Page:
Most people leave their cameras on Auto and don’t even think about what the camera will do based on their environment. Cameras aren’t smart, Auto mode just runs through a list of rules to determine how it will take the picture for you. Not only are rules meant to be broken, but they don’t always apply to everything. One common rule is when the camera wants to use the flash.
The flash exists only to add more light for the picture to expose properly. Some more experienced photographers might play with light and the flash for effect instead. But lets ignore the creative aspect for now. Every built-in flash or pop-up flash on consumer cameras only exists to add more light. These flashes are a problem because of their position most of the time. I’m not necessarily suggesting the flash should be more to the right or left, up or down. The extra light is where the camera is, not where the subject is. This is the problem. Two major issue arise from this. First, light fades quickly over distance. Unless you are close to what you are taking a picture of, the flash won’t do anything worth-while. This includes landscape pictures, concerts, anything with distance between the camera and what you’re trying to capture. The other problem is the Auto mode will expose for the brightest thing in frame. If you are using the flash at a concert and someone you don’t know is standing in the way, the stage will become black and your camera will point out a giant head in the corner in perfect exposure.
Sure, you could buy an expensive flash for your digital slr if you have one. These flashes are more intelligent and adjustable to fight some of the problems faced from using the flash. But few of us have that luxury. Rather than using the flash all of the time, it’s best to know when you should or shouldn’t. Then understand how to take the best picture when you shouldn’t. As mentioned earlier, only use the flash when you are near the subject. Expect the background to become dark when you use it.
If you are using your flash, you don’t want to be too close either. This can cause too little of the photo to be lit up or over expose the whole image. If you want to reduce the hard shadows from the flash, you can use a diffuser. These aren’t normally sold or found on consumer cameras, but if you look hard enough you may find something. There are also do-it-yourself guides to making one for just about any camera. One trick is to place wax paper over the flash. Some of these tricks darken the flash as a result, so experiment first. You may have to adjust your camera’s exposure compensations (we will discuss this in another post).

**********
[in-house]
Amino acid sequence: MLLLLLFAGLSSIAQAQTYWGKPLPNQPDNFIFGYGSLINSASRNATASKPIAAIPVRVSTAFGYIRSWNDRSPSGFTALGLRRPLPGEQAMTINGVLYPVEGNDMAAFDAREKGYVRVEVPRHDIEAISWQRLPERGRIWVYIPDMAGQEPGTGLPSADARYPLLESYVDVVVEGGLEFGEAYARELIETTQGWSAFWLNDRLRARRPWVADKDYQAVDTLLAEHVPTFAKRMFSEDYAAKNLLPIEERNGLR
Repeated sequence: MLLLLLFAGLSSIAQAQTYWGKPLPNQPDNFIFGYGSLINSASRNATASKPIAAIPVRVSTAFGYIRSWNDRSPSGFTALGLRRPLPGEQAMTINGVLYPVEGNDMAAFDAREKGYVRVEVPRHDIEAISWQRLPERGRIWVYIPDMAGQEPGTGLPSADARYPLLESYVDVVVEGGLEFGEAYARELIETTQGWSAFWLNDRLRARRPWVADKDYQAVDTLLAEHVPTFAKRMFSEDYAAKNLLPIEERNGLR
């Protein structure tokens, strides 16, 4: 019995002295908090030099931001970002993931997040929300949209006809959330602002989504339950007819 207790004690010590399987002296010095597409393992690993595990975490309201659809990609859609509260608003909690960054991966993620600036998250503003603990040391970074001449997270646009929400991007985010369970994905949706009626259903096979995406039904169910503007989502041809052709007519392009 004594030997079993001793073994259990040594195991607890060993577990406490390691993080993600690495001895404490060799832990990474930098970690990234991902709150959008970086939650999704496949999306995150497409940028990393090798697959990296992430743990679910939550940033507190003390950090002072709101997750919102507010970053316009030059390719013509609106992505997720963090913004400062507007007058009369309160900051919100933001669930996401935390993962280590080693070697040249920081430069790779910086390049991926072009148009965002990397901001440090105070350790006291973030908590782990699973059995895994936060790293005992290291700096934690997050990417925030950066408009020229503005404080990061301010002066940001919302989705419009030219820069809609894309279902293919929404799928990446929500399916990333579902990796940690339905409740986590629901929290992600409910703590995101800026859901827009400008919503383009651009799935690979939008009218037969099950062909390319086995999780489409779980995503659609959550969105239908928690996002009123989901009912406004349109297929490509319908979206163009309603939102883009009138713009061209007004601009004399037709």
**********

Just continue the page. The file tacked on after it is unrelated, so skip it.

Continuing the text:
You may not want to use your flash when you aren’t so close to the subject. This might be at concerts, when taking landscape photos, taking pictures of birds flying or aircraft in the air, or when pointing the camera at highly reflective surfaces. If it’s too dark without the flash, then what do you do? Assuming the camera can’t open the aperture anymore (the opening of the lens that lets light in), one option is to let the camera slow down the shutter. I would recommend using a tripod or some other sturdy surface in this situation, however. A slow shutter means the camera’s opening is left open longer to let more light in. The problem with this is it means things are more likely to blur from movement, including shaky hands. Look in your manual for controls to adjust the shutter. If you tell the camera not to use the flash, it will automatically slow down the shutter too.
One more thing you can adjust is the camera’s ISO setting. This is the digital equivalent to film speed, the rating of light sensitivity of the film or sensor. This can be adjusted in any digital camera, requiring less light for a good exposure using a higher ISO. But the drawback is more noise or grain as you increase the ISO. Every camera is different, so you may want to experiment with this as well. One camera may produce a clean photo with ISO 800, but another camera may not.